Meet Our Lecturers

Megan Cifarelli is Associate Professor and Chair of the Department of Art History at Manhattanville College; she is also Director of the Castle Scholar Honors Program and the Museum Studies Program, and Chair of Classical Civilizations at Manhattanville.  She holds her degrees from Columbia University (Ph.D., M.Phil., and MA) and the University of Notre Dame.  Her areas of specialization are ancient art and civilizations (particularly Assryia), museum studies, and gender studies.  Professor Cifarelli's current publication projects include The Iron II Citadel at Hasanlu Tepe, Hasanlu Excavation Reports V (with M. Danti, University of Pennsylvania Museum, in preparation), The Iron II Cemetery at Hasanlu Tepe, Hasanlu Excavation Reports IV (with M. Danti, University of Pennsylvania Museum, in preparation), "The Evidence for Assyrian Contacts at Hasanlu" Proceeding of the Conference on Provincial Archaeology of the Assyrian Empire (with M. Danti, University of Cambridge, in press), "Personal Ornaments at Hasanlu, Iran: A re-evaluation" in Ancient Jewelry (ed. A. Golani, Polish Center for Mediterranean Archaeology, 2014, forthcoming), and "The Tomb of the Hasanlu Warriors" in Iranica Antiqua, January 2015 (with M. Danti, in press).

Eric Cline is Chair and Associate Professor of Classical and Near Eastern Languages and Civilizations at the George Washington University and Director of the GWU Capitol Archaeological Institute.  He holds his degrees from the University of Pennsylvania (Ph.D.), Yale University, and Dartmouth College.  His areas of specialization include the military history of the Mediterranean, and the international connections between Greece, Egypt, and the Near East during the Late Bronze Age.  Professor Cline is the Associate Director of the Megiddo Expedition, and Co-Director of the excavations at Tel Kabri.


See Eric Cline's work in the American Journal of Archaeology:

Kathlyn (Kara) Cooney is Associate Professor of Egyptian Art and Architecture at the University of California, Los Angeles, whose research involves the reuse of Egyptian coffins during economic crisis: who was doing the reuse, what the moral implications were, and how the practice changed the nature of Egyptian funerary materiality forever.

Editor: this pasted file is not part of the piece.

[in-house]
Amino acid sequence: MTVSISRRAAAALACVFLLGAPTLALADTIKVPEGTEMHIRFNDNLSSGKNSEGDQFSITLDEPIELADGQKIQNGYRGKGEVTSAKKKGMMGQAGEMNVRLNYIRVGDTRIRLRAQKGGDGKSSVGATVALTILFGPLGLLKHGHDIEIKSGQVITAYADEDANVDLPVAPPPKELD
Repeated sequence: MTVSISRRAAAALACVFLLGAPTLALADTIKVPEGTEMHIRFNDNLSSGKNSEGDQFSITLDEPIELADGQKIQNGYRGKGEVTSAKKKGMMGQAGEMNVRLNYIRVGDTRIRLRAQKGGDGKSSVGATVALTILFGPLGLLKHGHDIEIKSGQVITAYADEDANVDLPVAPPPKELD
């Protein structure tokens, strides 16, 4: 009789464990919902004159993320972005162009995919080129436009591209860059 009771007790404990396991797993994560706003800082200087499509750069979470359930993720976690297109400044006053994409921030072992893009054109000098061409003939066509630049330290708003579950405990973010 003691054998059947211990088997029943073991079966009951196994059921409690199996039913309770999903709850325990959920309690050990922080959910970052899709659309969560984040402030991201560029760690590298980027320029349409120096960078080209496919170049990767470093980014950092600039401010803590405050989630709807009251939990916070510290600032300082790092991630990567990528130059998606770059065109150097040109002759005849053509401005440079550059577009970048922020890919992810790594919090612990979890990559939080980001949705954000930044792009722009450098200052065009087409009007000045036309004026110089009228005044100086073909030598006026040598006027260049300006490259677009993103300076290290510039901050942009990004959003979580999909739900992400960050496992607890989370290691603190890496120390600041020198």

Her first book, The Cost of Death: The Social and Economic Value of Ancient Egyptian Funerary Art in the Ramesside Period was published in 2007, and her biography of Hatshepsut, the 18th Dynasty female king, will be published by Random House in October of 2014.

Professor Cooney produced a comparative archaeology series with her husband Neil Crawford titled OUT OF EGYPT, which aired 2009 on the Discovery Channel and is still airing on Discovery affiliates and streaming on Netflix.

Amanda Crompton is Visiting Assistant Professor with the Department of Archaeology at Memorial University.  She holds her degrees from Memorial University (Ph.D.) and Simon Fraser University, and her research interests are historical archaeology, French colonial archaeology, French fisheries, and trade networks.  She has several articles and book chapters in preparation on the Inuit in Southern Labrador, and French-Inuit contact and exchange.

Dr. Stephanie Dalley is a Retired Research Fellow in Assyriology with the Faculty of Oriental Studies at Oxford, and is currently an Honorary Senior Research Fellow at Somerville College and a member of the Common Room at Wolfson College.  She holds her degrees from Newnham College, Cambridge, and her research interests are Akkadian literature and history.  She has published extensively, her most recent book-length work is The Mystery of the Hanging Garden of Babylon: an elusive world wonder traced (2013), and her works in progress include A History of the city of Babylon (Cambridge University Press).  Dr. Dalley is an AIA Norton Lecturer for 2015-2016.


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